Alternative Ukrainian Future Trajectories: Implications for Russia and the West

GCMC Leadership and Faculty at SCSS in Berlin

Alternative Ukrainian Future Trajectories: Implications for Russia and the West

Research Workshop II 16 May 2023, Berlin 

The “Ukraine End State” George C. Marshall Center’s Research and Policy Analysis Department project, mandated by the U.S. European Command Combatant Commander and Supreme Allied Commander Europe, brought together over 25 subject matter experts in Berlin on May 16 to explore the security implications of alternative futures across the eastern flank. Retired Brig. Gen. Rolf Wagner, German Deputy Director of the Marshall Center, welcomed the participants coming from Ukraine, Poland, Georgia, Moldova, Hungary, Norway, Sweden, the UK, Germany, and the United States. 

Divided into three working groups (“syndicates”), the workshop developed more detailed pathways for Ukraine based on three different intermediate scenarios: (a) “protracted conflict with Russia”, (b) “frozen conflict”, and (c) “negotiated peace”. The Marshall Center collaborated again with the German Federal Ministry of Defence and its Defence Planning Office.

In the afternoon session, the syndicates presented their results by assessing the implications of each scenario for the High North, Central Europe, and South East Europe (threats and security implications?). All groups also reflected on what the specific trajectories meant for Ukraine, Russia, and the “political West”. Some of the key take-aways across all scenarios and pathways included the following:

  • Europe faces unremitting Russian unconventional or hybrid activities designed to challenge Western unity in EU and NATO over time and disrupt Ukraine’s accession to both organizations
  • Western material and psychological support is critical – support/cohesion reduces, fatigue increases over time - misunderstandings and risks increase – but there are opportunities to mitigate with a Ukraine theory of victory;
  • Russian conventional capability reconstruction timeline is critical;
  • Ukraine develops a credible force structure mix of capability and deterrence that deters Russia;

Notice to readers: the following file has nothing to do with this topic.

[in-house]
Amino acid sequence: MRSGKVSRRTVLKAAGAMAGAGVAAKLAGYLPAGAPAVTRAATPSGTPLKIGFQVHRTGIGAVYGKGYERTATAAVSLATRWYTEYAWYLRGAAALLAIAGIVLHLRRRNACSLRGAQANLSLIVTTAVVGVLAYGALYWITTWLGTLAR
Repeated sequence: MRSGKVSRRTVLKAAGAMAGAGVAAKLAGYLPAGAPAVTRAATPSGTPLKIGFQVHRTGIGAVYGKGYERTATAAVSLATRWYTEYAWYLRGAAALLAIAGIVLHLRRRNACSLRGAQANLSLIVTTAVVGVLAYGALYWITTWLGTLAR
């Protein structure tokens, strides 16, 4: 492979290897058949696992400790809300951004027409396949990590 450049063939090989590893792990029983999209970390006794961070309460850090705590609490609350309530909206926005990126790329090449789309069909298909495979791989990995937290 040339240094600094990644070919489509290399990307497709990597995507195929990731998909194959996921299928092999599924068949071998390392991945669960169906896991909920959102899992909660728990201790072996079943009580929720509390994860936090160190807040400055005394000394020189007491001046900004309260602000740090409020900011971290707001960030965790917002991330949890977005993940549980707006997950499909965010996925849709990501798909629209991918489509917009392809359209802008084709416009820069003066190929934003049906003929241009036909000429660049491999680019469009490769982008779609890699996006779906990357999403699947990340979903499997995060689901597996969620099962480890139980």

• China exploits opportunities for influence, Russian dependency on China increases;
  • Belarus nuclearization and creeping annexation ongoing;
  • U.S. pressure on European allies to take on primary responsibility for defense (U.S. priority focus in Asia).
  • Increased power projection and militarization by Russia in the High North, with potential threats to critical infrastructure, the Finnish-Russian border, and/or the status of Svalbard; the High North could be used for Russia’s nuclear signaling;
  • In South East Europe, Turkey and the Turkey-Russia relationship will play a crucial role for the stability or instability of both the Black Sea and the Eastern Mediterranean;
  • Russia has been humiliated by the success of Ukrainian resistance, irrespective of the outcome of the war. This will leave Russia with an intrinsic motivation for revanche and retaliation.
  • Russia and the “West” do have different conceptions of negotiation. While the West enters negotiations with the aim to reduce or stop conflict and violence, Russia traditionally follows a sequential approach where escalation of a conflict may serve to drive or channel negotiations. 

The workshop also hosted the monthly virtual session of the Strategic Competition Seminar Series, combining the in-person participants of the workshop with an online audience in a hybrid format. Russia expert Dr. Mark Galeotti and Dr. Stefan Meister from the German Council on Foreign Relations (DGAP) discussed potential variables, inflection points, and game changers for political developments in Russia. The debate, moderated by Dr. Graeme Herd, focused on the question to what extent the political elite in Moscow is unified or fragmentated, and how Russia might construct its narrative in the course of the coming weeks and months, in order to persist as a great power in global affairs.